Microkeratome is physician, patient friendly for predictable flap creation

West Palm Beach, FL-The BD K-4000 (Becton Dickinson Medical/Ophthalmic Systems) is a patient- and user-friendly microkeratome that consistently produces quality flaps with reproducible dimensions, said Jack Daubert, MD.

Dr. Daubert, a private practitioner in West Palm Beach, FL, said the device has been his mechanical microkeratome of choice for the past 5 years. Experience during this period using it on thousands of eyes shows that it performs safely and reliably in creating flaps close to the expected thickness, regardless of what head is used, he said.

"In all our cases, we measure flap thickness using a subtraction technique," Dr. Daubert said. "Based on those data, [we] can conclude the BD K-4000 creates flaps that are, on average, close to the labeled value and with a low standard deviation in mean thickness.

An analysis of outcomes in thousands of eyes showed that the flap thickness was within 10 µm of the expected value 93% of the time.

Dr. Daubert attributes the exceptional performance of this microkeratome in part to its high-quality stainless steel, disposable blades.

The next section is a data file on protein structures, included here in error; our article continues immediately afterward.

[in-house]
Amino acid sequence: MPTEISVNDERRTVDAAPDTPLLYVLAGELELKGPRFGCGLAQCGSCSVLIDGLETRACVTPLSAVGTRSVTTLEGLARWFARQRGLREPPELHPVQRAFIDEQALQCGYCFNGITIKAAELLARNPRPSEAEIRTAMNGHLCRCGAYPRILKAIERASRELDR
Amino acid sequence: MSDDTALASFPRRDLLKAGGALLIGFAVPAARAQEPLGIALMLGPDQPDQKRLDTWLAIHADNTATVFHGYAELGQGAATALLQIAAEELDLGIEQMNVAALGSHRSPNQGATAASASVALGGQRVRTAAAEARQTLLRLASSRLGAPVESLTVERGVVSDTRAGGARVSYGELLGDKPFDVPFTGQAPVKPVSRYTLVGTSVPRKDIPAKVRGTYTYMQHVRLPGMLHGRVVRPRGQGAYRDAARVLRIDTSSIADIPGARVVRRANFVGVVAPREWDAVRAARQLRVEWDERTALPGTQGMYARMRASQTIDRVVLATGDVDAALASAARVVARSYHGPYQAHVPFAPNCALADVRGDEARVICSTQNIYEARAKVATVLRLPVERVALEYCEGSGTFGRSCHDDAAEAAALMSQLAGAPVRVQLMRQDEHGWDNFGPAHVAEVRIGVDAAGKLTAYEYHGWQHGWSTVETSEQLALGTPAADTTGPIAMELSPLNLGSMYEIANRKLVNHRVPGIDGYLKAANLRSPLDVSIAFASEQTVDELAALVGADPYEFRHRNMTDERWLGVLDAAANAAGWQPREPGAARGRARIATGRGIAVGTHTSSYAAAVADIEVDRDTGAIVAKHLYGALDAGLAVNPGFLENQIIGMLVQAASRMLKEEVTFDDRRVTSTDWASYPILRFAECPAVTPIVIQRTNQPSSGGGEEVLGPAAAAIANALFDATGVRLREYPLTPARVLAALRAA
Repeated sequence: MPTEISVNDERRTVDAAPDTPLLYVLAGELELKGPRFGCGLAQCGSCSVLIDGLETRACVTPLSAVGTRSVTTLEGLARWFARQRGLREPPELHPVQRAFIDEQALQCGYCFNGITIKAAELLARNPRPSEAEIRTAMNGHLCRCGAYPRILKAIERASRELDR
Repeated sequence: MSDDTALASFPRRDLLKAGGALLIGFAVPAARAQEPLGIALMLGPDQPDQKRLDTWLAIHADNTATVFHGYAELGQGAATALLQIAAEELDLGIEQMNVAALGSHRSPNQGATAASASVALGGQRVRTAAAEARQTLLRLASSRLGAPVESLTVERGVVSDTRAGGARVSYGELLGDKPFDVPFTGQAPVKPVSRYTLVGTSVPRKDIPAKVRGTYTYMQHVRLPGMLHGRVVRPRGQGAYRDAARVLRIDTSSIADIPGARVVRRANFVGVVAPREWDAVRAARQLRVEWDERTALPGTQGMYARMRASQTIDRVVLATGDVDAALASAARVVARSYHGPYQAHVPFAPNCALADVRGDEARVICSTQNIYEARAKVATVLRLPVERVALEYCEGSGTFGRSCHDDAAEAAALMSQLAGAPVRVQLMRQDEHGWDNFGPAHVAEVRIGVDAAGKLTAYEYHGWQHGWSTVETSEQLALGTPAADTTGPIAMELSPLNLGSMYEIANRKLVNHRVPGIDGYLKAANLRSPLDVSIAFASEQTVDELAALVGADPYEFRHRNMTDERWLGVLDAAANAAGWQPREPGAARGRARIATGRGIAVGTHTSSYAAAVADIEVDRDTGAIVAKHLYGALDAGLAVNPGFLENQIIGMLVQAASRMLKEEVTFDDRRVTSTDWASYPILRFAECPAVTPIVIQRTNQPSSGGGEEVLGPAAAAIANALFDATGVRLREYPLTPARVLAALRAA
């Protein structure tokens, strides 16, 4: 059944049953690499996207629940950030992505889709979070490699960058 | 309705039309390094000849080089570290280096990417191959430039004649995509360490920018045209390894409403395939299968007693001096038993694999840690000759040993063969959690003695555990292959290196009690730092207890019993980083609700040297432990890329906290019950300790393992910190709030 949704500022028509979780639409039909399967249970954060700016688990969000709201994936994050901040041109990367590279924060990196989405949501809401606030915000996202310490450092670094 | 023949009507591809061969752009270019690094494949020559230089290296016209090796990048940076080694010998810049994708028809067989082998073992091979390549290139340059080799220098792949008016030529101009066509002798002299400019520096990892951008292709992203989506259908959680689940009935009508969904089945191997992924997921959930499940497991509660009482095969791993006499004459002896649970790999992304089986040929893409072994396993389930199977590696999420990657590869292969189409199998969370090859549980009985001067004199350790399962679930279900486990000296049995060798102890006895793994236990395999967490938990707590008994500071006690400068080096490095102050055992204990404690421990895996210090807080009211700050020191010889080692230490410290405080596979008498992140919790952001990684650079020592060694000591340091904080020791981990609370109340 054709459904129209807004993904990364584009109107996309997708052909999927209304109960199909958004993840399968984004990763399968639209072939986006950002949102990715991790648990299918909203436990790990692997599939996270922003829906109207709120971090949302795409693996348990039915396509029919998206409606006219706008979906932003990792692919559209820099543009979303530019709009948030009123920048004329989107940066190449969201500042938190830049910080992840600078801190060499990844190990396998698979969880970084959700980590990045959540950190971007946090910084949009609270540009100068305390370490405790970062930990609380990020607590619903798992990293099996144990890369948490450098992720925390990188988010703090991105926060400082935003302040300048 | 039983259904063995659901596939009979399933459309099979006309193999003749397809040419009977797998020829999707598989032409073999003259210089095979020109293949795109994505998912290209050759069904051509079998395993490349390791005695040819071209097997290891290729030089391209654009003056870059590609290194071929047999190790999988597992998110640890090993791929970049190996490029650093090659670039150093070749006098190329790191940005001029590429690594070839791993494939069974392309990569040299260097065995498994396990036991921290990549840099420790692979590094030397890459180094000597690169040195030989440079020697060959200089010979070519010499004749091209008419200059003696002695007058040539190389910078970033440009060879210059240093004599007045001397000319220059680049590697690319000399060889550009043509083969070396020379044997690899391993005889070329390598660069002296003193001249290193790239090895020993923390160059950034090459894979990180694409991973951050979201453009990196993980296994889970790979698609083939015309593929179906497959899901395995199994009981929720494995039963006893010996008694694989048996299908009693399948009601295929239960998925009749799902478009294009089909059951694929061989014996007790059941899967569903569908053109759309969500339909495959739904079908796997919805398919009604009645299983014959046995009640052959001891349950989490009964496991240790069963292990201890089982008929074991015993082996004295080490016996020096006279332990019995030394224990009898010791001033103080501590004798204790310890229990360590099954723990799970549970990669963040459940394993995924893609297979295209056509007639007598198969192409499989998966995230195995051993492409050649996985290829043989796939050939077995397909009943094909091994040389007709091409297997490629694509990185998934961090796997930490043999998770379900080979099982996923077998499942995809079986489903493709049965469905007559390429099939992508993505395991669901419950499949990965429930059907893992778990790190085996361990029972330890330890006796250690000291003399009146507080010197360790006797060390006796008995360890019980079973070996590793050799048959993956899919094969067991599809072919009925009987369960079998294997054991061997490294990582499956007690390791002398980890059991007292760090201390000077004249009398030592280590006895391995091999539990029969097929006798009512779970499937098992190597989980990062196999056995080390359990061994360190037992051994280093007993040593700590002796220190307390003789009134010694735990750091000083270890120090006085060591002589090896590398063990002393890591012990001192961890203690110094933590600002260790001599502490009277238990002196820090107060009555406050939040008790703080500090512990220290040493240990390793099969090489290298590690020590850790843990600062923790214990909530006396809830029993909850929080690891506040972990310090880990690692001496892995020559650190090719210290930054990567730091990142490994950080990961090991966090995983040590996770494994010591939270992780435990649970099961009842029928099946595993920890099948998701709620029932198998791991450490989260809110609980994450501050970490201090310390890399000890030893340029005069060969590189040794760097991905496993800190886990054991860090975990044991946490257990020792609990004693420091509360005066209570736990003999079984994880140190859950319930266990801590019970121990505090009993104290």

This microkeratome is assembled completely off the eye. Its titanium handpiece offers one-handed operation and visualization during flap creation. It has no external gears that can catch the conjunctiva, lashes, or drapes, and it has several features for added safety. The motor stops in the case of suction loss. The blade oscillates only when traversing in the forward direction, and oscillation stops automatically in the event of blade failure.

"Over many years of experience using the BD K-4000, I have never had a single case of a buttonhole or free flap nor any mechanical failures that prohibited me from using this device," Dr. Daubert noted.

This microkeratome is also patient friendly, he said. The instrument gradually builds consistent suction so that patients do not complain about feelings of pressure, and its relatively quiet motor helps to keep patients at ease, he added.

"Some microkeratomes are so loud [that] when they are turned on, the noise startles the patient," Dr. Daubert said. "I don't have to worry about making the patient uncomfortable for that reason when using the BD K-4000."

This microkeratome is marketed with five suction ring sizes, ranging from 8.5 to 10.5 mm in 0.5-mm increments, and four heads to create 80-, 130-, 160-, and 180-µm thick flaps. Although fitting the microkeratome into tighter orbits can present a slight challenge, Dr. Daubert noted that he has not encountered an eye in which it was impossible to use the BD K-4000 or in which it did not achieve good suction.

This microkeratome also receives high ratings from surgical technicians.

"The opinion of an experienced technician is an excellent benchmark for judging surgical instruments, and mine just love the BD K-4000 because it is so easy to assemble and has provided exceptional, problem-free performance," Dr. Daubert said.